Rosa chose -- together with her soft-spoken and festively dressed hairstylist -- a style, pretty common for black girls, with cornrows and hair extensions in a bun. The whole conversation was strictly between them, and I was informed about the outcome. The hairstylist took, obviously, the place of the real mom: Intimate conversations between mother and daughter about hair and the actual act of doing the hair are an almost sacred ritual in the black community. Rosa and the hairstylist were together for four and a half hours before the hair was completed; I never spent that much time with my daughter in such a close, physical setting.
A more urgent example than hair in the context of transracial adoption -- and many adoptions are transracial -- is racism. Are we white parents able to raise our kids to deal with racism? We, if we are not Jewish, never experienced personal or institutional racism. The real parents of our children, who lived through it from the day they were born, would do a much better job educating our children about racism and modeling responses to it. Since they are -- for that role not available, we have to rely on black friends.
Parenting adopted children means dealing not only with the first or the real parents (and with the images and dreams of your kids of their real parents) but also, and not in the last place, it means making use of replacements and stand-ins, like the hairdressers or black friends, for those real parents. We are just not equipped to fulfill the role of the first parents fully. In terms of parental authority: The adoptive parent is losing ground, and gets less real. The others in the so-called adoption triad, first parents and adoptees, are getting stronger and more real. And rightly so.
For some parents it might be hard to loosen the personal reins in raising their kids or even hand over those reins so every now and then to others. The adoption triad used to be hierarchical with the adoptive parents at the top. Adoption agencies, supported by the law and administrative bodies, are holding on to that structure, because the parents are their clients, also financially. The emergence of the adoptee movement however brought not only the perspective of the adoptee to the fore, but also the perspective of the first parents. This is not less than a paradigm change in adoption.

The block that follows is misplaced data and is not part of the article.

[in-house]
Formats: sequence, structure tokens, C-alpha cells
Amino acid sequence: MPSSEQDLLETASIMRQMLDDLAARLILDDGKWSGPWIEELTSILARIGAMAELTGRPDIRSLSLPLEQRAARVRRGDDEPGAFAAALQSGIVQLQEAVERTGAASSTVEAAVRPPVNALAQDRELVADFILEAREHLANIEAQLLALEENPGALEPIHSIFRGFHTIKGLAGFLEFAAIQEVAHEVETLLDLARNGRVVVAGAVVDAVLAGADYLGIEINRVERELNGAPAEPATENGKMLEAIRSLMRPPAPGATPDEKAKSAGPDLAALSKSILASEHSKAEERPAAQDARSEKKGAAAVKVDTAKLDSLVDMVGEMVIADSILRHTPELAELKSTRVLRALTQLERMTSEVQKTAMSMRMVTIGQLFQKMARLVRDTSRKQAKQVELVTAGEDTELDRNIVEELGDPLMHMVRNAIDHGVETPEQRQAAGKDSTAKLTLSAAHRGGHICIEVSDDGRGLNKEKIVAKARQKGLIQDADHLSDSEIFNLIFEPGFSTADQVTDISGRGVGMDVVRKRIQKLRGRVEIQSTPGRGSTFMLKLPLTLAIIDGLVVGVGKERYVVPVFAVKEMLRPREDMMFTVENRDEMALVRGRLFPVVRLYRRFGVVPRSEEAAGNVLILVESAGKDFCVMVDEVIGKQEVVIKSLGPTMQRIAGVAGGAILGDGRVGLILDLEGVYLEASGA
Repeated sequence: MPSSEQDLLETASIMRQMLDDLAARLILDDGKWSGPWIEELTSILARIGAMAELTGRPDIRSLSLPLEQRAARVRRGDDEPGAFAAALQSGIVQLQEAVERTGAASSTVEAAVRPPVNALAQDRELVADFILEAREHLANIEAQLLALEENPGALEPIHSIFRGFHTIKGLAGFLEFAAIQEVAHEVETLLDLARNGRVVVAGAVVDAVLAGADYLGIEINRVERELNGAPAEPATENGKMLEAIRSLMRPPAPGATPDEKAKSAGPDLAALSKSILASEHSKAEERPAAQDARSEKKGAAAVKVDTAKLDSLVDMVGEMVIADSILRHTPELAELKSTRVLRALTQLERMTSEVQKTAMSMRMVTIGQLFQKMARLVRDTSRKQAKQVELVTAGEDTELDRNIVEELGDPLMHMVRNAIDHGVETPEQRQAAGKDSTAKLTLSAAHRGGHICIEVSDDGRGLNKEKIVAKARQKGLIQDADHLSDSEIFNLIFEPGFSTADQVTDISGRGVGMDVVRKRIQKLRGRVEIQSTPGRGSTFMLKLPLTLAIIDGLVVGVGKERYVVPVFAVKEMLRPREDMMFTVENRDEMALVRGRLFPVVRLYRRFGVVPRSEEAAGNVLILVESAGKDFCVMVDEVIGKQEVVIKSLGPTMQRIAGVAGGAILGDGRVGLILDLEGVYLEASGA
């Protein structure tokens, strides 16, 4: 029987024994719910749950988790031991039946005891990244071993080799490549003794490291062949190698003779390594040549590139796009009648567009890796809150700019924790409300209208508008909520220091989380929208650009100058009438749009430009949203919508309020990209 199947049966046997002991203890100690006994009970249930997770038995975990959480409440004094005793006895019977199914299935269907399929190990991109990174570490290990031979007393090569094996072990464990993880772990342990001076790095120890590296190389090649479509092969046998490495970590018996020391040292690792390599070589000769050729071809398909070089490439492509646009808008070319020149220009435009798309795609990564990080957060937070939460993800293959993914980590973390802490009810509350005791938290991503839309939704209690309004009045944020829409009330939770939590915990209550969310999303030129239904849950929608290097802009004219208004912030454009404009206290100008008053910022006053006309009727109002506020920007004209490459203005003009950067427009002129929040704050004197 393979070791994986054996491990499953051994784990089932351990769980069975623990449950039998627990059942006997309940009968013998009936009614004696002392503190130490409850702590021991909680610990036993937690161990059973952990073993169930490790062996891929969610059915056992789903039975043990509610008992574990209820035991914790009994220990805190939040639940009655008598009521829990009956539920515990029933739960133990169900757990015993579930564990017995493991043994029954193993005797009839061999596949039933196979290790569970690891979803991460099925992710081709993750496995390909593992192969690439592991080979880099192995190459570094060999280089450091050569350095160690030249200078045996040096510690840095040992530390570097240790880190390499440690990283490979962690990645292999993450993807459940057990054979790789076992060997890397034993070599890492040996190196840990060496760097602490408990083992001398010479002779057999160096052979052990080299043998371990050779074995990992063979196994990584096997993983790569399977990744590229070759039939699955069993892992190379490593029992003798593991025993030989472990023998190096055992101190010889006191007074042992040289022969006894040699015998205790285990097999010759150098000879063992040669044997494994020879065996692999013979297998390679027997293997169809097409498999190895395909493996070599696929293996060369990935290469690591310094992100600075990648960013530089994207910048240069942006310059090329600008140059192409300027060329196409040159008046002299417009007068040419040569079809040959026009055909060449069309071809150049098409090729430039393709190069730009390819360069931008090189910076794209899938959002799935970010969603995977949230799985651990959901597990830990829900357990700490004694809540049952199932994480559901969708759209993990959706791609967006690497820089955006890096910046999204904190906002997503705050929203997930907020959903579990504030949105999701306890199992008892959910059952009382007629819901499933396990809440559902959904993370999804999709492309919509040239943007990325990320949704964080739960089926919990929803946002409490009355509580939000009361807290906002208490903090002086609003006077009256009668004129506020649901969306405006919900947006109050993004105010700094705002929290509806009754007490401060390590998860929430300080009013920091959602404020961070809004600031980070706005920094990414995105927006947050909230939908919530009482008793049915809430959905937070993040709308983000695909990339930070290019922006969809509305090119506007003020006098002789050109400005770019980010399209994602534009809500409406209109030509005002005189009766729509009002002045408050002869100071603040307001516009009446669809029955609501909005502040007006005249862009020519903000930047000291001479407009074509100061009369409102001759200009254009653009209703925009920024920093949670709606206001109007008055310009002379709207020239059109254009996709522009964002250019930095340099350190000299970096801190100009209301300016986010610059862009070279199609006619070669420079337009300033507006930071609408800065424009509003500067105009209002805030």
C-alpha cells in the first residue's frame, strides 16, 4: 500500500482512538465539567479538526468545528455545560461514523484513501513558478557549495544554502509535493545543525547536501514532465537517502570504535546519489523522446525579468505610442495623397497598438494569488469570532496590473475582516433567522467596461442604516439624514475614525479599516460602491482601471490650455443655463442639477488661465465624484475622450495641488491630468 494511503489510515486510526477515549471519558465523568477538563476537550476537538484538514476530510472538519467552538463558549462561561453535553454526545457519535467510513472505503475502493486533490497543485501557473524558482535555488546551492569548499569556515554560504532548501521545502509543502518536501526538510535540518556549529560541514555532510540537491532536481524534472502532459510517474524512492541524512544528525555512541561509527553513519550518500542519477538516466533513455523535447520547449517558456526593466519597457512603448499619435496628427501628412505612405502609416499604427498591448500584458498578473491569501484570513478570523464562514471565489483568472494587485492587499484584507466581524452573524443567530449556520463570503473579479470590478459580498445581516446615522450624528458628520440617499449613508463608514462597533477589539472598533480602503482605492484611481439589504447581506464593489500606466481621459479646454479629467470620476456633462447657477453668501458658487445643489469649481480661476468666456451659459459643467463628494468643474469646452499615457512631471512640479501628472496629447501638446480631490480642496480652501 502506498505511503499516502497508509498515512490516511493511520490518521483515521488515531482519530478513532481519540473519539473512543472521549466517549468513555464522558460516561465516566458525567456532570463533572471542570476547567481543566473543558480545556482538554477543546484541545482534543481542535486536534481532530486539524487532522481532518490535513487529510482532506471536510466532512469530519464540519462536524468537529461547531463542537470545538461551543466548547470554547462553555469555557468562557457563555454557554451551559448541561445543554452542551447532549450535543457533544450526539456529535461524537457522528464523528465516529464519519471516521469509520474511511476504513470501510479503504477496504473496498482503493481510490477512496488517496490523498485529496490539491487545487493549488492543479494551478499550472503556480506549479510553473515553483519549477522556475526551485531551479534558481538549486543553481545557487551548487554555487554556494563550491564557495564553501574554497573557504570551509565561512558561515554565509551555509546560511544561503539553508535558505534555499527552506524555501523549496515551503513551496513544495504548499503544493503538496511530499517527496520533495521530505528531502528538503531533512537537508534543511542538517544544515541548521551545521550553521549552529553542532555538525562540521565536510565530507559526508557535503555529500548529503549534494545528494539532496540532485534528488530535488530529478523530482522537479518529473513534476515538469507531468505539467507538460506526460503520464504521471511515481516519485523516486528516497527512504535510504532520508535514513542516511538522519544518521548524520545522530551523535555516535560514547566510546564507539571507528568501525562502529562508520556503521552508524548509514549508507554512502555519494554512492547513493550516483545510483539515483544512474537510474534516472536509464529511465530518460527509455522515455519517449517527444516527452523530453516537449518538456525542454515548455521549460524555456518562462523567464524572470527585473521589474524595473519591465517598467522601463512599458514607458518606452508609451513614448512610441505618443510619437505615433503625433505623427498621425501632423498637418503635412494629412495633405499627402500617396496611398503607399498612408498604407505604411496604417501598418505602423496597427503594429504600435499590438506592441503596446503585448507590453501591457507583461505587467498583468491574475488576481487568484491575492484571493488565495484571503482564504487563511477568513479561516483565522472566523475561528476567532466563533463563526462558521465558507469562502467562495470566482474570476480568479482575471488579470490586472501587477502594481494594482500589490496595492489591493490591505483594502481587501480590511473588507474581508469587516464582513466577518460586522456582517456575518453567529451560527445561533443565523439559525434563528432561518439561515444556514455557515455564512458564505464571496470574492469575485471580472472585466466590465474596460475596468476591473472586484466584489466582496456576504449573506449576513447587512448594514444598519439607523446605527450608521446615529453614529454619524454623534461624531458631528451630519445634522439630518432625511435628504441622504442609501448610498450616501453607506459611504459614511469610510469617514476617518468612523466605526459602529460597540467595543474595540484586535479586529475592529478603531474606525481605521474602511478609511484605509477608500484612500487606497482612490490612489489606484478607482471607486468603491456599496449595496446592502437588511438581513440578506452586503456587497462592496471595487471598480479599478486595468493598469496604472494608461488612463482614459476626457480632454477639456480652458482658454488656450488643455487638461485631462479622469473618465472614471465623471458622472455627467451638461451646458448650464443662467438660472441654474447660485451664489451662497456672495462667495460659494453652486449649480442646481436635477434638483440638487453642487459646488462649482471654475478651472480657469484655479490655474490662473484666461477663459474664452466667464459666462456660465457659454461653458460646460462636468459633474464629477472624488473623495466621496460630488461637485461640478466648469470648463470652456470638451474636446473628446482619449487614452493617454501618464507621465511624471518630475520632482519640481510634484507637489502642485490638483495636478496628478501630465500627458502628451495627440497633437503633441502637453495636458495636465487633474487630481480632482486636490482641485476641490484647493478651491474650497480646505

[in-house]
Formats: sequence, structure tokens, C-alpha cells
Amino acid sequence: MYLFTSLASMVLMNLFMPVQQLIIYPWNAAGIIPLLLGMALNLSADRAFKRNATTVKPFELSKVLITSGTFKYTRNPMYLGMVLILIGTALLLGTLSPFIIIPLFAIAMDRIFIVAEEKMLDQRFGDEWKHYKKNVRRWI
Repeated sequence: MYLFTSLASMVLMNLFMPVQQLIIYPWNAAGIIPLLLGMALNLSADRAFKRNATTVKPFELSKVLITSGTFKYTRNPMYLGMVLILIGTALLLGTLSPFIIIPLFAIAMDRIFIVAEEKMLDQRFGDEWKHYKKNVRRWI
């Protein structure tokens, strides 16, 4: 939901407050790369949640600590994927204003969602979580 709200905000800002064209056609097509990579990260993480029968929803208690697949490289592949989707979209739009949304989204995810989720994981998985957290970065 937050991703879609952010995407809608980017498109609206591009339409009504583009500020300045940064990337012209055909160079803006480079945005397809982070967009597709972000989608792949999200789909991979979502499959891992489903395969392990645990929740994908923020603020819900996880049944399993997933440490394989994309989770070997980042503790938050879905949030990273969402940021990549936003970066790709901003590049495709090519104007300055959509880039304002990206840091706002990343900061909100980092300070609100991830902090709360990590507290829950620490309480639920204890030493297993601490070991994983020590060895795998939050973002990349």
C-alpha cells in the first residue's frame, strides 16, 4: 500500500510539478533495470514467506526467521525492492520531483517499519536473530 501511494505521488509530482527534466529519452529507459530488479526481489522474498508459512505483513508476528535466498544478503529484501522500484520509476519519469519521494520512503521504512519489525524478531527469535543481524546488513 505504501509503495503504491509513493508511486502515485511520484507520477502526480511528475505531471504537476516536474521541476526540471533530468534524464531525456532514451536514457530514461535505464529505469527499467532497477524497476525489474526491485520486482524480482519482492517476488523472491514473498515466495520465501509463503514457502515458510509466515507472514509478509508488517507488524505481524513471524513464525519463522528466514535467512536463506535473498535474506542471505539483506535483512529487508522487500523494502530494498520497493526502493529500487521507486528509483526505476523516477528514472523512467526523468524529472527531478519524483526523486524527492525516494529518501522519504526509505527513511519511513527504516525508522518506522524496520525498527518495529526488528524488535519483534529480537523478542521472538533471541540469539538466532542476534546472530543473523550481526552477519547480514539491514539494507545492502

What does that change mean for the adoptive parents. The French ethical philosopher Emmanuel Levinas (1906-1995) uses in his works -- which are all more or less about human relations -- the term 'responsibility'. He means that in a literal sense: in a conversation one carries the responsibility for the response of the other. That implies that one has to take care that the other is given the full opportunity to express her or himself. Adoptive parents have, if we follow Levinas, the responsibility to give word not only to the adopted child (who can find his representation in the voices of adult adoptees), but even more so to the first parents: what would have been the role, function and culture of those parents if they would have been able to raise our -- and their -- children. In an open adoption adoptive parents can know, but in a closed or international adoption it asks from the parents a deep understanding of the world in which their children were born and a type of self-effacing generosity: the adoptive parent has sometimes to give preference to the 'other' as Levinas would call that, preference over her or himself. This doesn't mean that the first parent, or the adoptee, should have the last word: an ethical conversation á la Levinas involves three equal voices. But therefore is at least needed that all partners in the conversation are acknowledged as real.
This new 'democratic' triad constellation gives the adoptee the opportunity to reflect and eventually connect without shame or secrecy about her or his first parents. The first parents can be or feel part of the lives of their children, virtually or in real life. And this new 'adoption paradigm' obliges the adoptive parents to create an emotional space in their lives for the first parents in which real or imagined discussions about race, ethnicity and class can take place in the context of parenting their children.
No worries about new adoptive families in this new constellation: they are real families, with real kids and real parents, who will cherish the riches and mourn the sorrows of the 'others' in their lives. When those real 'others', the first parents are present is that a wonderful life changing experience; when families have to imagine and truthfully create the not-present others -- as is often the case in international adoptions -- even more so.
"You are not even my real dad," is not a scary remark after all, but leads in the end to a deeper human understanding of adoption.